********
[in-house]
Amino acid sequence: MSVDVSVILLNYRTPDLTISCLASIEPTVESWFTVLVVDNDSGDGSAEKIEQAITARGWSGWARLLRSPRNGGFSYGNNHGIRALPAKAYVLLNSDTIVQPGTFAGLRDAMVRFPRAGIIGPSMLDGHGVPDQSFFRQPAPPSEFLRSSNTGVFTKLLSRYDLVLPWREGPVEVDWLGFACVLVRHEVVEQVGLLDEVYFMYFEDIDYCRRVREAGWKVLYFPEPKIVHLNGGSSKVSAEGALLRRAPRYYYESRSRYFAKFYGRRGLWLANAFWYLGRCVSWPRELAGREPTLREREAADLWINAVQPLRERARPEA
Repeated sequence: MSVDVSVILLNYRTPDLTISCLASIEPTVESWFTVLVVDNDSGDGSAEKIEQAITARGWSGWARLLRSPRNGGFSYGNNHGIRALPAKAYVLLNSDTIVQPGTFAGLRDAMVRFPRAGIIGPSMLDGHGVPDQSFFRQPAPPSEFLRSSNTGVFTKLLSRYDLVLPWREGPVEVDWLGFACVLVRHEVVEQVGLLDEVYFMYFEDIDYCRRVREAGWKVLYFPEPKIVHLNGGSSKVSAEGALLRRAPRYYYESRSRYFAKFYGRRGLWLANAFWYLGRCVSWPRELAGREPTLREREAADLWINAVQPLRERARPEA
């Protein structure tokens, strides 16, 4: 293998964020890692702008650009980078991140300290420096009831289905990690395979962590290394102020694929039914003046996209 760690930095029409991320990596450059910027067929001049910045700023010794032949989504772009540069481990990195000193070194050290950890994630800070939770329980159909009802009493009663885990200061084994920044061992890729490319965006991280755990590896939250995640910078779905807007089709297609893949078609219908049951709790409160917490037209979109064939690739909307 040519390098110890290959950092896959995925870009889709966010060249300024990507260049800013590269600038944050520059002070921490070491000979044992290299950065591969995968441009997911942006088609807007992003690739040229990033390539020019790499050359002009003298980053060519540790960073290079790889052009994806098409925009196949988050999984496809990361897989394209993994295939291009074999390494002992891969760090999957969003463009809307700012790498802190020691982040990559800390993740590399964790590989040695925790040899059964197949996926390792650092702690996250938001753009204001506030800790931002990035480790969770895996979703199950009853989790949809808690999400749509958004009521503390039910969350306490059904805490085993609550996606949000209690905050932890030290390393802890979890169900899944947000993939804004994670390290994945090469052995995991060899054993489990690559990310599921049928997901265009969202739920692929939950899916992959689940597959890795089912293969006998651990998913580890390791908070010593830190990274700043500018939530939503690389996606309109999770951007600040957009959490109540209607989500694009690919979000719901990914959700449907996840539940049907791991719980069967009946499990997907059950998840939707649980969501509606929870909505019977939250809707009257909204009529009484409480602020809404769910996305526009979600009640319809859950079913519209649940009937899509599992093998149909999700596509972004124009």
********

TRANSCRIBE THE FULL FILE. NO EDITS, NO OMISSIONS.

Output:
[in-house]
Amino acid sequence: MSVDVSVILLNYRTPDLTISCLASIEPTVESWFTVLVVDNDSGDGSAEKIEQAITARGWSGWARLLRSPRNGGFSYGNNHGIRALPAKAYVLLNSDTIVQPGTFAGLRDAMVRFPRAGIIGPSMLDGHGVPDQSFFRQPAPPSEFLRSSNTGVFTKLLSRYDLVLPWREGPVEVDWLGFACVLVRHEVVEQVGLLDEVYFMYFEDIDYCRRVREAGWKVLYFPEPKIVHLNGGSSKVSAEGALLRRAPRYYYESRSRYFAKFYGRRGLWLANAFWYLGRCVSWPRELAGREPTLREREAADLWINAVQPLRERARPEA
Repeated sequence: MSVDVSVILLNYRTPDLTISCLASIEPTVESWFTVLVVDNDSGDGSAEKIEQAITARGWSGWARLLRSPRNGGFSYGNNHGIRALPAKAYVLLNSDTIVQPGTFAGLRDAMVRFPRAGIIGPSMLDGHGVPDQSFFRQPAPPSEFLRSSNTGVFTKLLSRYDLVLPWREGPVEVDWLGFACVLVRHEVVEQVGLLDEVYFMYFEDIDYCRRVREAGWKVLYFPEPKIVHLNGGSSKVSAEGALLRRAPRYYYESRSRYFAKFYGRRGLWLANAFWYLGRCVSWPRELAGREPTLREREAADLWINAVQPLRERARPEA
């Protein structure tokens, strides 16, 4: 293998964020890692702008650009980078991140300290420096009831289905990690395979962590290394102020694929039914003046996209 760690930095029409991320990596450059910027067929001049910045700023010794032949989504772009540069481990990195000193070194050290950890994630800070939770329980159909009802009493009663885990200061084994920044061992890729490319965006991280755990590896939250995640910078779905807007089709297609893949078609219908049951709790409160917490037209979109064939690739909307 040519390098110890290959950092896959995925870009889709966010060249300024990507260049800013590269600038944050520059002070921490070491000979044992290299950065591969995968441009997911942006088609807007992003690739040229990033390539020019790499050359002009003298980053060519540790960073290079790889052009994806098409925009196949988050999984496809990361897989394209993994295939291009074999390494002992891969760090999957969003463009809307700012790498802190020691982040990559800390993740590399964790590989040695925790040899059964197949996926390792650092702690996250938001753009204001506030800790931002990035480790969770895996979703199950009853989790949809808690999400749509958004009521503390039910969350306490059904805490085993609550996606949000209690905050932890030290390393802890979890169900899944947000993939804004994670390290994945090469052995995991060899054993489990690559990310599921049928997901265009969202739920692929939950899916992959689940597959890795089912293969006998651990998913580890390791908070010593830190990274700043500018939530939503690389996606309109999770951007600040957009959490109540209607989500694009690919979000719901990914959700449907996840539940049907791991719980069967009946499990997907059950998840939707649980969501509606929870909505019977939250809707009257909204009529009484409480602020809404769910996305526009979600009640319809859950079913519209649940009937899509599992093998149909999700596509972004124009």